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Thursday, 21 December 2017

Risen With Healing in His Wings

Lettering by my friend @rach_forsyth


Hail the heaven born Prince of Peace,
Hail the Sun of Righteousness!
Light and life to all he brings;
Risen with healing in his wings!
Mild he lays his glory by,
Born that man no more may die.
Born to raise the sons of earth;
Born to give them second birth.
Hark, the herald angels sing:
“Glory to the new born King!”


These words are probably my favourite words in the whole of Carolsville. Given how long I’ve spent hanging out downtown there these past few months, this is quite the accolade.


I just love how Charles Wesley so beautifully articulates the link between the birth of Jesus and his resurrection; he sees how fundamentally they are connected- both to one another, and to us, and he doesn't just know it: his words erupt in to poetic praise!


Yes, Jesus was born to die. He was born as a human to redeem humans, and every minute he lived, he lived so that at the cross his innocence could be substituted for my shame. His birth set him on the road toward the cross. But He was also born to be raised from the dead. In Bethlehem, it was glory, not the grave that was his goal. And gloriously, he was raised as the first born among the dead, leading others in his ascension train. That’s us!


In 1 Corinthians 15 Paul explains how Jesus is a glorious representative of mankind, where the rest of humanity, epitomised by Adam, fell short.


I find, living in a world of gloom and despair and darkness, that in so many ways it is easy to feel like my life is characterised by my connection to the man of dust. I bear the likeness of my forefather: weak, perishable, dishonourable. I feel subject to toil and frustration and death.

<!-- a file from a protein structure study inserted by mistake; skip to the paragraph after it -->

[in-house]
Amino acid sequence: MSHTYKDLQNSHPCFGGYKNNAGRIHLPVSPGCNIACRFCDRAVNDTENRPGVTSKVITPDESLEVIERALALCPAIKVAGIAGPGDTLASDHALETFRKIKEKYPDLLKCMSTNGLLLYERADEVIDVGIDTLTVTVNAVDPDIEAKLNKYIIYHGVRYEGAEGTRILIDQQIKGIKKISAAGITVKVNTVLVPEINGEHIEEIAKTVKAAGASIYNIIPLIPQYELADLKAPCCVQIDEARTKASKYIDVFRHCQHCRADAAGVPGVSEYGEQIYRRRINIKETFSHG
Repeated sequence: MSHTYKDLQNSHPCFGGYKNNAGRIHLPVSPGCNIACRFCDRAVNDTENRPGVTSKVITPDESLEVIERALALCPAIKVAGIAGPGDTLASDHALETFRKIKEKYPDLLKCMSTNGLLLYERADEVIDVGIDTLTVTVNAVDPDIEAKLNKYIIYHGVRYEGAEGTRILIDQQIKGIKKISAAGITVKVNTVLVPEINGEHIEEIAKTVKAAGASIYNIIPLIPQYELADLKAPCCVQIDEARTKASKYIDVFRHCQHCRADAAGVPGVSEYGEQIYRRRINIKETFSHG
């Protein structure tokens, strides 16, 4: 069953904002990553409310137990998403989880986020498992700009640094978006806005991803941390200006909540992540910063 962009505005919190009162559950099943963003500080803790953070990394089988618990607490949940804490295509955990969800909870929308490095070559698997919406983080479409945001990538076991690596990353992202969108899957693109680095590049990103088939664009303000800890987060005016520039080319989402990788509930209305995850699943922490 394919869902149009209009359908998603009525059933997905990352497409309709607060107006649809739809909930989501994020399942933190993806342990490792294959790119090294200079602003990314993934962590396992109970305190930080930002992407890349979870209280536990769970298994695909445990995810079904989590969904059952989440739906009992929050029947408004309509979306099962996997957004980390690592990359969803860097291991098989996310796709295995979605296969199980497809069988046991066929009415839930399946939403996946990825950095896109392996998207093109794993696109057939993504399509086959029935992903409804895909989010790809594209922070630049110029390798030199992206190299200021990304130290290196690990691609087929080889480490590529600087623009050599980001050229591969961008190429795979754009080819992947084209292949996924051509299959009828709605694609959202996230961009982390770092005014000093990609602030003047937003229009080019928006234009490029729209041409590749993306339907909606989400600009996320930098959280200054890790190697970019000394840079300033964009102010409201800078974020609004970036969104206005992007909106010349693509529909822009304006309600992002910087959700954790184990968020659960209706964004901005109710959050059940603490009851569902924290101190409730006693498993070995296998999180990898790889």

But Jesus is born so that just as we have borne the likeness of the man of dust, so we might also bear the likeness of Him, the man from heaven.


Jesus came to a world that was under a curse, and lived under a curse, and died under a curse: and in embracing the curse, he defeated it. He plumbed the depths of our God-rejecting, futility-riddden, death-destined existence and became a curse for us, and our redemption. He mildly laid his glory by and came right down to meet us in our degradation and shame. He becomes a son of earth with us and experiences our death for us.


And then, like a Phoenix from the ashes, Jesus was raised.

On a specific morning in history, Jesus walked out of an actual tomb; on a specific morning history, he defeated death.


After the darkest of nights, the Sun of Righteousness rose; as Dawn broke light and life touched everything on the surface of the earth: there is healing in His wings.  

He became a son of earth with us, and endured the worst earth has to offer, so that we might become a son of heaven with him- and enjoy the best heaven has to offer.

As Wesley has so beautifully written, at Christmas we celebrate both that Jesus united himself to us in our death and darkness, and that Jesus has united us to himself in His conquering death.


And so: joyful all ye nations rise; join the triumph of the skies!


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